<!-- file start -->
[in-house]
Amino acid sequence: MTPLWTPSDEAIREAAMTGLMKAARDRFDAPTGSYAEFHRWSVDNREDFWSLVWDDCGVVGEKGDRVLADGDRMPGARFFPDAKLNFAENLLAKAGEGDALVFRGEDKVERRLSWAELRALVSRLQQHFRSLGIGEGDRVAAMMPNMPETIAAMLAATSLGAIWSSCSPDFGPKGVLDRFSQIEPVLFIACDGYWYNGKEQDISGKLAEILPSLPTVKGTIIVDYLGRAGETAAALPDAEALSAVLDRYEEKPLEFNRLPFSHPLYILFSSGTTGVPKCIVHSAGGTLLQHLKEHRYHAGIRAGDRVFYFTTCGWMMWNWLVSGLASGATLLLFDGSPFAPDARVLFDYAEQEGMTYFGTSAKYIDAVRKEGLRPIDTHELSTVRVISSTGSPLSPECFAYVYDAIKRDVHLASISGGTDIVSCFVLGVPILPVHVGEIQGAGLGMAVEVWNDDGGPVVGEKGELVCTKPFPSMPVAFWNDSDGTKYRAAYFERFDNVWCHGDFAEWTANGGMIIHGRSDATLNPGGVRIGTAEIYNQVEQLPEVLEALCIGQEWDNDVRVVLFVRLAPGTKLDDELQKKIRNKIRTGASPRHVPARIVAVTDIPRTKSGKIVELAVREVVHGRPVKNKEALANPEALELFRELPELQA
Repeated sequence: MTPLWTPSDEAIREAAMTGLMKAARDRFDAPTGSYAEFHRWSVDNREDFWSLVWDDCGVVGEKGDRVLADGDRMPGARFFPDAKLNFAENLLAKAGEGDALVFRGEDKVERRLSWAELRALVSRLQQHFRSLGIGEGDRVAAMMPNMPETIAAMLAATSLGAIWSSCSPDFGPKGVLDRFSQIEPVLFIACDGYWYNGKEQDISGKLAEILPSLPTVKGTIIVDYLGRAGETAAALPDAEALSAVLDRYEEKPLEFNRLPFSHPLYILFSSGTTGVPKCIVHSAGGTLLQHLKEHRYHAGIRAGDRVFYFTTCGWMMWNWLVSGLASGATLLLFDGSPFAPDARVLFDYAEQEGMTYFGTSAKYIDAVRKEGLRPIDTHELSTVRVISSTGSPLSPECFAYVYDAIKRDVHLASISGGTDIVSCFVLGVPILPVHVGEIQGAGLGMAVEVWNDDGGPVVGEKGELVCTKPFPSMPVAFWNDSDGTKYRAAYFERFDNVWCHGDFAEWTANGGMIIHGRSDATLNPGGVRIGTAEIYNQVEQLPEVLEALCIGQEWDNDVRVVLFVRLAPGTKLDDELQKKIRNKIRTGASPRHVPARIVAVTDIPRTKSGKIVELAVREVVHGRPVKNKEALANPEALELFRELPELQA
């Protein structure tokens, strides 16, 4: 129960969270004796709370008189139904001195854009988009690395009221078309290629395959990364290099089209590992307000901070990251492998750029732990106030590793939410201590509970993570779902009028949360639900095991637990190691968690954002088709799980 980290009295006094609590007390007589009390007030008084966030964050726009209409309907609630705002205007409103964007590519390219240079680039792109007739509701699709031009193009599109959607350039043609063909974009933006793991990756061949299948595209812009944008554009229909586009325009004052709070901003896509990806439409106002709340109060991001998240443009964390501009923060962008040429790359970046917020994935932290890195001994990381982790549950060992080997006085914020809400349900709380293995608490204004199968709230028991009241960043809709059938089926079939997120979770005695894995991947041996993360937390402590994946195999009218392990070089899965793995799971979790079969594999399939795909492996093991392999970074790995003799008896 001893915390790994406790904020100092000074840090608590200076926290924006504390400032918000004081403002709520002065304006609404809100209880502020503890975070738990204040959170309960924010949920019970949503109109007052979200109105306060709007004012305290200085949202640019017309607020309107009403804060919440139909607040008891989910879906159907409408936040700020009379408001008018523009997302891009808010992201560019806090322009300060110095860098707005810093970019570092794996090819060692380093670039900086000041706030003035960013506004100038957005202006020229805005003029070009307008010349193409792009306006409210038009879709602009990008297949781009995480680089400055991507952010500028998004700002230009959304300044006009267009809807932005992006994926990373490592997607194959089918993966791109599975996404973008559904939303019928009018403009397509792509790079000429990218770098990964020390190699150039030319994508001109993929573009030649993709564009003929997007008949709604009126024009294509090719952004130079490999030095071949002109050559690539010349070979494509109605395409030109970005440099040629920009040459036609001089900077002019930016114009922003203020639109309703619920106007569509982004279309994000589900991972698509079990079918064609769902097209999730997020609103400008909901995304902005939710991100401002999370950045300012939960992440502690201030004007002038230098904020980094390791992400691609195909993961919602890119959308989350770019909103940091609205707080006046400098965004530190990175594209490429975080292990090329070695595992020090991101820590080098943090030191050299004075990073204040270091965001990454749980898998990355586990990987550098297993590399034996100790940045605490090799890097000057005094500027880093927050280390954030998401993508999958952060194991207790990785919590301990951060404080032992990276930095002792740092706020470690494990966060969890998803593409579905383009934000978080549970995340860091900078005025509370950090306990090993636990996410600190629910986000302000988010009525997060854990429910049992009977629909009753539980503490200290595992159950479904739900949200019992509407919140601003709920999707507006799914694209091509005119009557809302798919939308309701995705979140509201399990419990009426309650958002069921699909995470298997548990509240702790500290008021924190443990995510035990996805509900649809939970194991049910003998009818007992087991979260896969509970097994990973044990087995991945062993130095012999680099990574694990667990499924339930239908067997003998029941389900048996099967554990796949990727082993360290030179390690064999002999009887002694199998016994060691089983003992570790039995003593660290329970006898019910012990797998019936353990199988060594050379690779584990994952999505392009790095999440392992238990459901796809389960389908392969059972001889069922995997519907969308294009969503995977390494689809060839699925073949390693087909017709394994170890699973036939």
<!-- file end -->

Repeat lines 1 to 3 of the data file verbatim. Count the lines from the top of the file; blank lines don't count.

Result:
[in-house]
Amino acid sequence: MTPLWTPSDEAIREAAMTGLMKAARDRFDAPTGSYAEFHRWSVDNREDFWSLVWDDCGVVGEKGDRVLADGDRMPGARFFPDAKLNFAENLLAKAGEGDALVFRGEDKVERRLSWAELRALVSRLQQHFRSLGIGEGDRVAAMMPNMPETIAAMLAATSLGAIWSSCSPDFGPKGVLDRFSQIEPVLFIACDGYWYNGKEQDISGKLAEILPSLPTVKGTIIVDYLGRAGETAAALPDAEALSAVLDRYEEKPLEFNRLPFSHPLYILFSSGTTGVPKCIVHSAGGTLLQHLKEHRYHAGIRAGDRVFYFTTCGWMMWNWLVSGLASGATLLLFDGSPFAPDARVLFDYAEQEGMTYFGTSAKYIDAVRKEGLRPIDTHELSTVRVISSTGSPLSPECFAYVYDAIKRDVHLASISGGTDIVSCFVLGVPILPVHVGEIQGAGLGMAVEVWNDDGGPVVGEKGELVCTKPFPSMPVAFWNDSDGTKYRAAYFERFDNVWCHGDFAEWTANGGMIIHGRSDATLNPGGVRIGTAEIYNQVEQLPEVLEALCIGQEWDNDVRVVLFVRLAPGTKLDDELQKKIRNKIRTGASPRHVPARIVAVTDIPRTKSGKIVELAVREVVHGRPVKNKEALANPEALELFRELPELQA
Repeated sequence: MTPLWTPSDEAIREAAMTGLMKAARDRFDAPTGSYAEFHRWSVDNREDFWSLVWDDCGVVGEKGDRVLADGDRMPGARFFPDAKLNFAENLLAKAGEGDALVFRGEDKVERRLSWAELRALVSRLQQHFRSLGIGEGDRVAAMMPNMPETIAAMLAATSLGAIWSSCSPDFGPKGVLDRFSQIEPVLFIACDGYWYNGKEQDISGKLAEILPSLPTVKGTIIVDYLGRAGETAAALPDAEALSAVLDRYEEKPLEFNRLPFSHPLYILFSSGTTGVPKCIVHSAGGTLLQHLKEHRYHAGIRAGDRVFYFTTCGWMMWNWLVSGLASGATLLLFDGSPFAPDARVLFDYAEQEGMTYFGTSAKYIDAVRKEGLRPIDTHELSTVRVISSTGSPLSPECFAYVYDAIKRDVHLASISGGTDIVSCFVLGVPILPVHVGEIQGAGLGMAVEVWNDDGGPVVGEKGELVCTKPFPSMPVAFWNDSDGTKYRAAYFERFDNVWCHGDFAEWTANGGMIIHGRSDATLNPGGVRIGTAEIYNQVEQLPEVLEALCIGQEWDNDVRVVLFVRLAPGTKLDDELQKKIRNKIRTGASPRHVPARIVAVTDIPRTKSGKIVELAVREVVHGRPVKNKEALANPEALELFRELPELQA